EU Auditors: simplify research funding further

EU Auditors: simplify research funding further
In contrast with earlier research programmes, practitioners appreciate Horizon 2020 as the best EU programme for research and innovation so far, and commend the considerable efforts at simplification have been made.

There is still a need to simplify EU research funding after 2020, according to a new Briefing Paper from the European Court of Auditors, prepared for the European Parliament and the European Council.

The paper was prepared as a contribution to discussions on the successor to Horizon 2020, the EU research and innovation programme, with a focus on simplifying research funding.

The auditors have previously pointed out that a complex legal framework could affect the efficient implementation of research programmes. For Horizon 2020, they distinguish two ways of removing unnecessary complexity:

  • Rewriting the basic legal rules; and
  • Creating a simpler interface adapted to researchers’ real-life circumstances.

However, according to the auditors, simplification itself is complicated. That is, they describe some of the issues affecting the European Commissions efforts and link these to the design of the regulatory framework for research, the funding model, and the participation scheme.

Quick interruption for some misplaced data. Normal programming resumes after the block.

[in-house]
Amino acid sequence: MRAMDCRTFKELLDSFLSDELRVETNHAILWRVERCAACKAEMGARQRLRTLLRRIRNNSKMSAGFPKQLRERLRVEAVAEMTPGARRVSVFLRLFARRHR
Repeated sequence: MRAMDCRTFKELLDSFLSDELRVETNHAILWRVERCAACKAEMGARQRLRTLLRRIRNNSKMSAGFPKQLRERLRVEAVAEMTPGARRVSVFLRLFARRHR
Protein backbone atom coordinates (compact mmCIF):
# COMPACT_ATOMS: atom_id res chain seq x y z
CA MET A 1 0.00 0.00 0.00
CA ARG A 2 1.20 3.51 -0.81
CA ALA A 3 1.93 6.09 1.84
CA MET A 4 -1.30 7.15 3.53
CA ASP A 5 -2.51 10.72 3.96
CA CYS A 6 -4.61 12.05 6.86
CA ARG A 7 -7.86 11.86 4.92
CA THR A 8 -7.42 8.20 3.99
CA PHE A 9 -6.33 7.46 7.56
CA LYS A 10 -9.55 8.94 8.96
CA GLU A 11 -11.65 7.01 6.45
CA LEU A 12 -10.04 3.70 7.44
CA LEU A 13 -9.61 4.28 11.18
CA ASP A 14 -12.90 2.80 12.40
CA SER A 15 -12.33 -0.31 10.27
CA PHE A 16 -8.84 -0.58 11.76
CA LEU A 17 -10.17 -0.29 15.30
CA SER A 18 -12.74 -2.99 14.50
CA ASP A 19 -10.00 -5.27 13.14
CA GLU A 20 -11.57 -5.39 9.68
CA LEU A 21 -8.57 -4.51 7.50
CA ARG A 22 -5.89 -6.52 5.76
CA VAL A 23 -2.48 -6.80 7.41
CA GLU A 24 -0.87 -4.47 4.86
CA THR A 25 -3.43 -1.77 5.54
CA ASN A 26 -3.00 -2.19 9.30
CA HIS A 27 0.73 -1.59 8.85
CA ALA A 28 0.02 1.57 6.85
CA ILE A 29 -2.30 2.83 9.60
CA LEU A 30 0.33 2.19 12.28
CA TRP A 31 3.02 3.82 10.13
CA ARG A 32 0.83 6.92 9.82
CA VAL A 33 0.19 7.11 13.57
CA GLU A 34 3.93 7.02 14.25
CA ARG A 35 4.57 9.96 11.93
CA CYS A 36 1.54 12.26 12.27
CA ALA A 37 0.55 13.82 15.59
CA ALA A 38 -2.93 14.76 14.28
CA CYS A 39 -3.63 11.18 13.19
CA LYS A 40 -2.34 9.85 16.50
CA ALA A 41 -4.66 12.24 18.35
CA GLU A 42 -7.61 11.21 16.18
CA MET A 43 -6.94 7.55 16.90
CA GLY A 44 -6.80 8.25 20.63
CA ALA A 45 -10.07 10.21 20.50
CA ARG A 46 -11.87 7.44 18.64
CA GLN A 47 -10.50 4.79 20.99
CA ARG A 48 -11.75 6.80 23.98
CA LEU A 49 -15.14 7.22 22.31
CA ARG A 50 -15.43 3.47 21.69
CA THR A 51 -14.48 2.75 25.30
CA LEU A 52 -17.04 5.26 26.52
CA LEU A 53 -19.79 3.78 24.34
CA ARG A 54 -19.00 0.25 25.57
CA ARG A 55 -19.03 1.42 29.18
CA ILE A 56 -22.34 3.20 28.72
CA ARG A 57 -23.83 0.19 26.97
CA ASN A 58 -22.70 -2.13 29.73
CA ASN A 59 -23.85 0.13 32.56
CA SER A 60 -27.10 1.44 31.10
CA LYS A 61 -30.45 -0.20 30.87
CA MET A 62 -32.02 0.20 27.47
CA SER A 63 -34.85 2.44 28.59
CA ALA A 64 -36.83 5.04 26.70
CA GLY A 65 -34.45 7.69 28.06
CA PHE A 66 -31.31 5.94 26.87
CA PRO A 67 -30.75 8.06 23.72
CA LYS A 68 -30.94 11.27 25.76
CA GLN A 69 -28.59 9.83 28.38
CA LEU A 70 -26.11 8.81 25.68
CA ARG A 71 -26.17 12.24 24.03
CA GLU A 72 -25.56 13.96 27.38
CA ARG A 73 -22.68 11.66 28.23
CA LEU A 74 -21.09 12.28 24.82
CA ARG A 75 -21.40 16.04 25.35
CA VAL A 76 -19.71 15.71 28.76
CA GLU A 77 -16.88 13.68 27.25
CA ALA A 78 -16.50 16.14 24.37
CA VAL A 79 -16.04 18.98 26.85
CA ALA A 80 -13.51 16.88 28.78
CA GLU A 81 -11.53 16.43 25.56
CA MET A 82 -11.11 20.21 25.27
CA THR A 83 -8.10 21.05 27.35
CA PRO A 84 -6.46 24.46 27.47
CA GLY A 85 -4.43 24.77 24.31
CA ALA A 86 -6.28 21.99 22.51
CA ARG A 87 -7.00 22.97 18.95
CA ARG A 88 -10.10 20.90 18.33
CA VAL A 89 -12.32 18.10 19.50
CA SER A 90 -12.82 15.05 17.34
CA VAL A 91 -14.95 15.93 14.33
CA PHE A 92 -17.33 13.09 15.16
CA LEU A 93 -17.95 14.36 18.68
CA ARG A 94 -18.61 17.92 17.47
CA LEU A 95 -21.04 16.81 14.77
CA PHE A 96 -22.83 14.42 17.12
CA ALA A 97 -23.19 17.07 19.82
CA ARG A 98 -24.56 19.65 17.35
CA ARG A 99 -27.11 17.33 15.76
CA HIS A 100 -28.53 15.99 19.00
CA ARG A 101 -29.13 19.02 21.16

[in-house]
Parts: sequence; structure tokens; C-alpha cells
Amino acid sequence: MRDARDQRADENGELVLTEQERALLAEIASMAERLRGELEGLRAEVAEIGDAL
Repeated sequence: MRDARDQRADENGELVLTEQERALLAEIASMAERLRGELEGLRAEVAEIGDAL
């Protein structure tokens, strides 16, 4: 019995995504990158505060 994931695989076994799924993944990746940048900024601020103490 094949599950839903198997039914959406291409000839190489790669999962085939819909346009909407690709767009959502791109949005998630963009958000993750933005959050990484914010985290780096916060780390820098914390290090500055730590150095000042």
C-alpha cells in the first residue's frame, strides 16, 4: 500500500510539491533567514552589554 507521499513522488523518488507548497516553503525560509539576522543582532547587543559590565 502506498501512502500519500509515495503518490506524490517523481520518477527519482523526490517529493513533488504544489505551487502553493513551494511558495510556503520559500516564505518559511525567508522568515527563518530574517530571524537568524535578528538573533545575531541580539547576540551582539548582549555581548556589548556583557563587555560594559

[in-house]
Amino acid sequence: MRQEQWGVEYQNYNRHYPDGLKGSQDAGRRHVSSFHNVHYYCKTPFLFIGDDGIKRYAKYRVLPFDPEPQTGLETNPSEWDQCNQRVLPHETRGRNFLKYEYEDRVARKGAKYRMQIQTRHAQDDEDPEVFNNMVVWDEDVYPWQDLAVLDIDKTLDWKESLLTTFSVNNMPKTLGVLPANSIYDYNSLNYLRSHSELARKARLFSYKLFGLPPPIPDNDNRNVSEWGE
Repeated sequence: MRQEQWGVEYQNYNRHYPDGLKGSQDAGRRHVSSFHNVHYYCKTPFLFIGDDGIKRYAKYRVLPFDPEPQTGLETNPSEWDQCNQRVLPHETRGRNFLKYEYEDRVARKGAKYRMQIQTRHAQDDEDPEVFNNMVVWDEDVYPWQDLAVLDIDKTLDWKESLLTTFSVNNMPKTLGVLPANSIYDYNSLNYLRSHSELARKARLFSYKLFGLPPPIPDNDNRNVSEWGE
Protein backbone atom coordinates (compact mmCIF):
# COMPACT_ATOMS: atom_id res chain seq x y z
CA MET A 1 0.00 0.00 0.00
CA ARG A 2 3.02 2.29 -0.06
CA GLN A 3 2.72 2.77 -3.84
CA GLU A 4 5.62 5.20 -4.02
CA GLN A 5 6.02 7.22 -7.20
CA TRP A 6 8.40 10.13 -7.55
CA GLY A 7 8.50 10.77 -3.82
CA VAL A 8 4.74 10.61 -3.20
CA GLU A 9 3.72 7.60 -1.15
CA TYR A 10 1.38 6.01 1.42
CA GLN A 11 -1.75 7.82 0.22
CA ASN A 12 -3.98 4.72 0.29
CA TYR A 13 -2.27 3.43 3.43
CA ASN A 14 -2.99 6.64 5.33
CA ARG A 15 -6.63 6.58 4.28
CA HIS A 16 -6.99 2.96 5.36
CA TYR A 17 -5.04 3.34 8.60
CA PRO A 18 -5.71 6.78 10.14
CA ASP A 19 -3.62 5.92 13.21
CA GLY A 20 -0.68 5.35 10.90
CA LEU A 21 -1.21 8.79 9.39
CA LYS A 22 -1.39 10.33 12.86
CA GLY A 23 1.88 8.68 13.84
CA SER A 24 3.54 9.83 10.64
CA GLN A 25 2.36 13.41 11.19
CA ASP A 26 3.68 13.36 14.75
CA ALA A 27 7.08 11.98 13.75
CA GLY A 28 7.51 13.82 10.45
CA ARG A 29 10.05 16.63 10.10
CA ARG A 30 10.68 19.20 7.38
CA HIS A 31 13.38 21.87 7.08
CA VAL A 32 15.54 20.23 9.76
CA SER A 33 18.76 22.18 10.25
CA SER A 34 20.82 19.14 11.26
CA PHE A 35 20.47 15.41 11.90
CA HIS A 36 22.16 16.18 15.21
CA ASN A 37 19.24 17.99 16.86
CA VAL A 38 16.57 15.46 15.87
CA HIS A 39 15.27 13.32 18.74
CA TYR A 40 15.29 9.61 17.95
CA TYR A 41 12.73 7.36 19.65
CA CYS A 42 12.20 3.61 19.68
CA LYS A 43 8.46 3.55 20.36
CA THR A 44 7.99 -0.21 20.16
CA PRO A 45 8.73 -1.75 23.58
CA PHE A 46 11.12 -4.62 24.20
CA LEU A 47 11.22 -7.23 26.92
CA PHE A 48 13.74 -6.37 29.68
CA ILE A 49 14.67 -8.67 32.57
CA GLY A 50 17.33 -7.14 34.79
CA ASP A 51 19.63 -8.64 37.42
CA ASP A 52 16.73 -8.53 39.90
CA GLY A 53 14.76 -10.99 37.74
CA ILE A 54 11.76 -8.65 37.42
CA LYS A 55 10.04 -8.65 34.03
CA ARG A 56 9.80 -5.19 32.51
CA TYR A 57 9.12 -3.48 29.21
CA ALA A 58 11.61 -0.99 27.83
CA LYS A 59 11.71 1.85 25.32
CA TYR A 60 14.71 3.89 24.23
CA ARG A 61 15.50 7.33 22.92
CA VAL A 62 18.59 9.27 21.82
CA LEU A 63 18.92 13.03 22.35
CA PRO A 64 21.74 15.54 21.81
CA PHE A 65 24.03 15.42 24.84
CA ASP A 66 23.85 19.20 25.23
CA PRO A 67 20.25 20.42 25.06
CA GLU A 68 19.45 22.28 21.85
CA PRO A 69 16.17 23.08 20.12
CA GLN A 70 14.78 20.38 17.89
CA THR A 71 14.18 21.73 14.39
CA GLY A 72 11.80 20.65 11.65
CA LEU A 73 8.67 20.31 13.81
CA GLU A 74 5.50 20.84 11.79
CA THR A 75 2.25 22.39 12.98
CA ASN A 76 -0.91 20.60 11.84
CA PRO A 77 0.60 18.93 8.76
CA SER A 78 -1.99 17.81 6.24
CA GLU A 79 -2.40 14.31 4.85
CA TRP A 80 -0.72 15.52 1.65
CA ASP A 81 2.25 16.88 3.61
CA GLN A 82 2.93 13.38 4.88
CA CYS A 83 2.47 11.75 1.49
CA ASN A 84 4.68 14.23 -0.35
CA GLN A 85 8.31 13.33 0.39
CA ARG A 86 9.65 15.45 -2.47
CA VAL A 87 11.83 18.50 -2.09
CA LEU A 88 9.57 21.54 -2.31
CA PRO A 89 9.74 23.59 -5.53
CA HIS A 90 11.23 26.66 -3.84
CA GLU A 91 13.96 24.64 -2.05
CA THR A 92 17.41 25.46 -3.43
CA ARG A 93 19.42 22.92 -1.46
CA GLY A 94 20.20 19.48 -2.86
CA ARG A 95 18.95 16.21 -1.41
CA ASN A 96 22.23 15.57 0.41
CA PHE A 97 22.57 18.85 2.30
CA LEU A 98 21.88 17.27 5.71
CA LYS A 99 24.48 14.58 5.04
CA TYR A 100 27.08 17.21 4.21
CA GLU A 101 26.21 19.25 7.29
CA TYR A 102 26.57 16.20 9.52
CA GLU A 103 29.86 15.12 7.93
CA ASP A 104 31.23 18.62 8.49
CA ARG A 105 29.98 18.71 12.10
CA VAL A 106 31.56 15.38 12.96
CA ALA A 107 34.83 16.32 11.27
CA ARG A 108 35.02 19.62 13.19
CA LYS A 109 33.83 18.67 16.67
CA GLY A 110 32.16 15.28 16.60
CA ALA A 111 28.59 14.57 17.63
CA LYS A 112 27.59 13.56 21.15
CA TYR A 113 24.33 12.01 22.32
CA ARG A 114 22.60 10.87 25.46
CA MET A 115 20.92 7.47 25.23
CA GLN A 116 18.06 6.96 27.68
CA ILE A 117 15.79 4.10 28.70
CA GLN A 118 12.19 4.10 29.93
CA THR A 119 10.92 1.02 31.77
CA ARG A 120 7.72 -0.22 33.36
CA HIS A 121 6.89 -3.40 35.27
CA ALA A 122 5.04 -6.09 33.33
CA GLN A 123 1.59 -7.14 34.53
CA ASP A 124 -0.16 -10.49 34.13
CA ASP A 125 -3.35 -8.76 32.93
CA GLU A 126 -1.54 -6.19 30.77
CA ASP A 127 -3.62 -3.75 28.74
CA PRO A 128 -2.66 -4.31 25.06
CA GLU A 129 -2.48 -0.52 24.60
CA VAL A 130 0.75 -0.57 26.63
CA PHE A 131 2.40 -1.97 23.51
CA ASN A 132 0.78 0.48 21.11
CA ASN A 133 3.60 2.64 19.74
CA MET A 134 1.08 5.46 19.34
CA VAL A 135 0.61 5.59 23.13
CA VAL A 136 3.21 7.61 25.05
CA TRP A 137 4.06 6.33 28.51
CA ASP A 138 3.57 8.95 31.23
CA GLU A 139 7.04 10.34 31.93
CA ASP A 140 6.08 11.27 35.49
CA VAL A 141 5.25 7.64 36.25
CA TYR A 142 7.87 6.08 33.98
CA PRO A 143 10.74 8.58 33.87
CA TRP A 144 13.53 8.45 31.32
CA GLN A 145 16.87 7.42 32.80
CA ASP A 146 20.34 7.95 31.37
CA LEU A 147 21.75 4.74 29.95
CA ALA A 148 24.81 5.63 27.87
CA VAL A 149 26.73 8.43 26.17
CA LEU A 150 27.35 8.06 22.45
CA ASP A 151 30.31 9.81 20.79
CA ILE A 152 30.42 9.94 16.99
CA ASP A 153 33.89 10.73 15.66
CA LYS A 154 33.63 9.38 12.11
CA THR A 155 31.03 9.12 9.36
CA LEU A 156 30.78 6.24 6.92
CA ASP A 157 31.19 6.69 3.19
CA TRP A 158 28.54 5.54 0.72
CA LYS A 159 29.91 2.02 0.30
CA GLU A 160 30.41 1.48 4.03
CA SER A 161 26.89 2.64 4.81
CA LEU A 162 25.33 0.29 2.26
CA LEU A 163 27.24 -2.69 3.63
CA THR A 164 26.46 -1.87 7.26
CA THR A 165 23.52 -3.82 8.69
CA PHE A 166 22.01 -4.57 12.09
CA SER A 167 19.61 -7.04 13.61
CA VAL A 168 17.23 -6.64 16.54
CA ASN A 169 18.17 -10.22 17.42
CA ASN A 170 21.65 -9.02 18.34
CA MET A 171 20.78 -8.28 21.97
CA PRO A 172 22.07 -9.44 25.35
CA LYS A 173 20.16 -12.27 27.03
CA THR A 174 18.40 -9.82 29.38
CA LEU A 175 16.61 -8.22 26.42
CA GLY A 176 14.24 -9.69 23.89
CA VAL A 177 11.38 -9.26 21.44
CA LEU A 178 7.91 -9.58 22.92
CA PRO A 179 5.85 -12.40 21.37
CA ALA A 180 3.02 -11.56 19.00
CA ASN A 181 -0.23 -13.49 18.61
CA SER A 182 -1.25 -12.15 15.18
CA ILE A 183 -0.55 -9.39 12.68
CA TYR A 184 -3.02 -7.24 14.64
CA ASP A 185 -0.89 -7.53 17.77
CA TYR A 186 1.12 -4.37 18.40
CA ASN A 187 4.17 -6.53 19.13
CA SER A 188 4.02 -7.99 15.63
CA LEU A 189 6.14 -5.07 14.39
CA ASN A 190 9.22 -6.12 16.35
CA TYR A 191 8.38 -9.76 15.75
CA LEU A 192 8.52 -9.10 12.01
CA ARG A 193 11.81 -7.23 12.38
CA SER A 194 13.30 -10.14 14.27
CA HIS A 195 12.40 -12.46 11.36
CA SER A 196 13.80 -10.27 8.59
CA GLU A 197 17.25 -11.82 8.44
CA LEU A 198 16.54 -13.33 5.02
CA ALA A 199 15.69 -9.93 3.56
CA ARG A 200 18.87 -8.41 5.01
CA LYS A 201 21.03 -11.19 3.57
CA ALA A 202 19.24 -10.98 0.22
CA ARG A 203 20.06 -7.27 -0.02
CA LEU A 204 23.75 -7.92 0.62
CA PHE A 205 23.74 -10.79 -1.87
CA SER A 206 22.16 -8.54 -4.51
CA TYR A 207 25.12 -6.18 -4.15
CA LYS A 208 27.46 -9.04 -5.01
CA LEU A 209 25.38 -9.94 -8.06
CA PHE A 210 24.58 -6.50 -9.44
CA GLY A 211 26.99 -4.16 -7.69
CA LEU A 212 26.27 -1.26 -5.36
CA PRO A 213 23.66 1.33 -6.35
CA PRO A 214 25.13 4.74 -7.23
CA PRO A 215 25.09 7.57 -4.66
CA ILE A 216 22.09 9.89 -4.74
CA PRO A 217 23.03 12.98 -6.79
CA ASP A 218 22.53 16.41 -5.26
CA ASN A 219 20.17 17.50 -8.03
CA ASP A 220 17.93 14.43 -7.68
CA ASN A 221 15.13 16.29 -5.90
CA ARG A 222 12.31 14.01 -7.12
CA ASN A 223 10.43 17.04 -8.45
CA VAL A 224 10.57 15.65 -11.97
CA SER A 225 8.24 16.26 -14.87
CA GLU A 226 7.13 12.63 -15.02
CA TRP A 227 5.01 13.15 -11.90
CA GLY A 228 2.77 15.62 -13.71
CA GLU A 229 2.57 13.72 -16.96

Alex Brenninkmeijer, the member of the European Court of Auditors responsible for the Briefing Paper, said: “Horizon 2020 is complex due to its range of regulations, rules, guidelines, procedures and processes for implementation, and the multitude of its funding instruments and unnecessary complexity brings risk.”

Rules and regulations

Different organisations and individuals at EU and national level may also interpret the rules differently, and some researchers are concerned about a lack of legal certainty.

In contrast with earlier research programmes, practitioners appreciate Horizon 2020 as the best EU programme for research and innovation so far, and commend the considerable efforts at simplification have been made.

However, basic regulations remain difficult to understand – particularly for SMEs – and the application of simpler funding options continue to be problematic for recipients, and their control remains difficult for auditors.

The briefing paper highlights several areas for attention around the current discussion on research spending, including:

  • Providing a reasonable duration between the adoption and implementation of legal acts;
  • Assessing the use of simplified cost options, such as lump sums and prizes;
  • Explaining the use of guidelines as non-binding rules;
  • Accepting beneficiaries’ accounting practices; and
  • Recognising good project proposals under Horizon 2020 in other programmes.
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